By then, the HGM already possessed a sample of exactly that general arsenal type of late combined flintlock and matchlock muskets.
Moreover, nobody could anticipate the actual condition of the iron parts underneath that aggressive reddish and floccose rust; there may have been severe rust pits on the barrels ... maybe the HGM curators proceeded from the sad fact that all their guns on exhibition had been crudely cleaned with acid, and using other abhorring methods of 'restoration'. The result can be seen in their showrooms: even the tiniest trace of original lackered varnish had been stripped from the stocks, and all of that
original and characteristic roughness of 16th to 19th century beechwood stocks had been radically polished off - making those old 'military' pieces appear like the smooth stocks of Rococo and Empire sporting guns.
So these museum people, with their perverted philosophy of 'restoration', may have envisioned the sight these muskets would offer after the 'cleaning' process anyway - abhorring though it really is.

In the author's opinion, such rebarbative treatment and willfully done alterations of original surfaces delete once and forever all the important documentary traces of both historic craftsmanship and manufacturing methods.
What is even more, those plain and usually undecorated 'military' guns get robbed of their only inherent kind of magic attraction: besides their historic, cultural and technical development it is mainly their original surfaces which - enriched and protected by patina, thus proving their great age even to the untrained eye - immediately, and with the psychologic impact of a sudden blow transport
right into the 21st century the horrors of war in general, and especially of wars and individual fates long gone since ...



Best,
Michael/Michl
Michael Trömner

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Old 3rd July 2014, 06:56 PM   #2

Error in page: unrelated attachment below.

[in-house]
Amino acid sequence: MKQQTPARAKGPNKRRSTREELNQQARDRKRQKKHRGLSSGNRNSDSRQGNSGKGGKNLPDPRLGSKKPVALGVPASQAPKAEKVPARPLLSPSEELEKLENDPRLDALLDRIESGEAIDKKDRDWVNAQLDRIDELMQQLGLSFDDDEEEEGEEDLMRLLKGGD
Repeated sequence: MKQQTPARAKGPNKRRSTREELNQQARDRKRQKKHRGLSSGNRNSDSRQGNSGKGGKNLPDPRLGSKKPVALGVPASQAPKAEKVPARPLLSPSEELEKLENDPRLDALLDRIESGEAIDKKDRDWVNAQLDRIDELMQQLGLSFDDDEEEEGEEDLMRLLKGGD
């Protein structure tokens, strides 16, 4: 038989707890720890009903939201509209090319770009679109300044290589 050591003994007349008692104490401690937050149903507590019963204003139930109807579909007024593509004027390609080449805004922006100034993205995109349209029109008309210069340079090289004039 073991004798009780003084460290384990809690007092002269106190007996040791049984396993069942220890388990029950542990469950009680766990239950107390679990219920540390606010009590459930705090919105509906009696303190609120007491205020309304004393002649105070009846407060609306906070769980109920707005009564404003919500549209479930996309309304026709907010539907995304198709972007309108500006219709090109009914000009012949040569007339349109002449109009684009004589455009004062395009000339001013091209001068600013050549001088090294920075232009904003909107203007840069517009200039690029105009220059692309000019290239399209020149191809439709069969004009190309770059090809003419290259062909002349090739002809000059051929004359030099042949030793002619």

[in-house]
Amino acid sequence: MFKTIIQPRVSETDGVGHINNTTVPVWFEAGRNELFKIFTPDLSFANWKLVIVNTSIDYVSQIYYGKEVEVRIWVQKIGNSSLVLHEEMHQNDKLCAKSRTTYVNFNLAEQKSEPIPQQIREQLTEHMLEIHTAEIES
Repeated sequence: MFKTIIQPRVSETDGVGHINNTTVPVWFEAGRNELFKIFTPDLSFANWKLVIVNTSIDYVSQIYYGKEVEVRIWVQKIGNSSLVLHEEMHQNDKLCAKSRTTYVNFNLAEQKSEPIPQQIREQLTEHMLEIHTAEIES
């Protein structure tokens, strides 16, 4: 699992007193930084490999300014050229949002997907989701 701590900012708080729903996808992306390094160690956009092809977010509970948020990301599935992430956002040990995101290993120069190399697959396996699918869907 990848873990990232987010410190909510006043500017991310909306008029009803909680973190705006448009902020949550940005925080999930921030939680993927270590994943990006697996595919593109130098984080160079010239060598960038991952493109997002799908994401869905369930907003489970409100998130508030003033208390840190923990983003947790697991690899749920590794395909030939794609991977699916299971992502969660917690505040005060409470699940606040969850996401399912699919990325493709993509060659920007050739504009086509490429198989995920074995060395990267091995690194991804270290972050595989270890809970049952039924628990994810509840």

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I have been awaiting this thread for some time, what a monumental musket this is. I remember when i held it and the spear like bayonet folded out....

"The buttstock was made like this so you could hold onto the musket when using this bayonet" you told me, after i asked why they would make it like this. And i tested it (by stabing the innocent air in front of me), very practical.

Would such a gun been used in the wars in the Netherlands. Raimondo Montecuccoli has waged war with the French in my lovely country so i am very interested

"Richiesto taluno delle cose necessarie alla guerra, egli rispondesse tre esser quelle: denaro, denaro, denaro“ ( "For war you need three things: 1. Money. 2. Money. 3. Money.")
To get said money you apparently only have to sell something "ordinary" to a museum.... Maybe they should make reading these threads mandatory for museum curators, it couldn't do them any harm (hasn't done me any anyway).
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Old 3rd July 2014, 06:59 PM   #3
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The two attachments at the bottom of this post depict Schloss Greifenstein, Markt Heiligenstadt, Upper Franconia, Bavaria, Germany, and a view of the family armory (German: Rüstkammer) of The Counts Schenk von Stauffenberg.
For centuries, this armory held the fine combined flintlock and matchlock musket of MONTECUCCOLI type, obviously after it was deaccessioned on the death of Raimondo Montecuccoli, in October 1680.



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Old 3rd July 2014, 07:07 PM   #4
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For comprehensive information on Raimondo, Count of Montecúccoli or Montecucculi (German: Raimund Graf Montecúccoli), 21 February 1609 at Schloss Montecuccolo in Pavullo ne Frignano near Modena, Italy – 16 October 1680 in Linz/Austria, see

http://en.wikipedia.org/wiki/Raimondo_Montecuccoli



Attachments:

- Schloss Montecuccolo

-
Portrait by Elias Grießler, at the Heeresgeschichtliches Museum (HGM) Vienna

- Another contemporary portrait
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Old 3rd July 2014, 07:08 PM   #5
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Old 3rd July 2014, 07:10 PM   #6
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Old 3rd July 2014, 07:12 PM   #7
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Old 5th July 2014, 04:43 PM   #8
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Finally this is the start of adding the attachments I promised to post.
It took me a lot of time to do the scans though, and my computer is still boasting on its right to be out order voluntarily.
So please hang on because there is a tremendous lot of facts to follow in time.


The first scans are drawings scanned from
Anton Dolleczek: Monographie der k.u.k. österr.-ung. Blanken und Hand-Feuerwaffen, Wien, 1896, pl. VII.